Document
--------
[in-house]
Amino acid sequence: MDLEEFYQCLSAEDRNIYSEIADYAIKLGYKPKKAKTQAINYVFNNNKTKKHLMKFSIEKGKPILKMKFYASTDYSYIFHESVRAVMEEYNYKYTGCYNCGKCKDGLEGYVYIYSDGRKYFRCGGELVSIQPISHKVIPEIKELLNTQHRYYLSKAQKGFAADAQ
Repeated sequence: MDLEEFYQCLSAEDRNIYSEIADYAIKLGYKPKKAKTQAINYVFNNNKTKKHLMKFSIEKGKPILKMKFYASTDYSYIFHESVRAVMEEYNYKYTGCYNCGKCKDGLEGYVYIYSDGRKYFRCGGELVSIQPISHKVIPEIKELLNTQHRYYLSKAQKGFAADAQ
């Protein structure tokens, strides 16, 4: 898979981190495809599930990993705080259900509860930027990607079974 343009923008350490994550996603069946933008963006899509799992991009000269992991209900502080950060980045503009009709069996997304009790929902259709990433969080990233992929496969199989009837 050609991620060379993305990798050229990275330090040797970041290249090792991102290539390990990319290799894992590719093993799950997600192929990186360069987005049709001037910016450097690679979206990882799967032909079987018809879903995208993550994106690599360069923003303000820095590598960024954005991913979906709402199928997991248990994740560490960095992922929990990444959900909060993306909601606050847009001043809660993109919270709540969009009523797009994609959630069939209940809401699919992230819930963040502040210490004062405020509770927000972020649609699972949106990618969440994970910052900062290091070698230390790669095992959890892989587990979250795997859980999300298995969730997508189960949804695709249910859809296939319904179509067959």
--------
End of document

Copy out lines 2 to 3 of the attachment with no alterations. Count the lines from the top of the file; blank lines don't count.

Amino acid sequence: MDLEEFYQCLSAEDRNIYSEIADYAIKLGYKPKKAKTQAINYVFNNNKTKKHLMKFSIEKGKPILKMKFYASTDYSYIFHESVRAVMEEYNYKYTGCYNCGKCKDGLEGYVYIYSDGRKYFRCGGELVSIQPISHKVIPEIKELLNTQHRYYLSKAQKGFAADAQ
Repeated sequence: MDLEEFYQCLSAEDRNIYSEIADYAIKLGYKPKKAKTQAINYVFNNNKTKKHLMKFSIEKGKPILKMKFYASTDYSYIFHESVRAVMEEYNYKYTGCYNCGKCKDGLEGYVYIYSDGRKYFRCGGELVSIQPISHKVIPEIKELLNTQHRYYLSKAQKGFAADAQ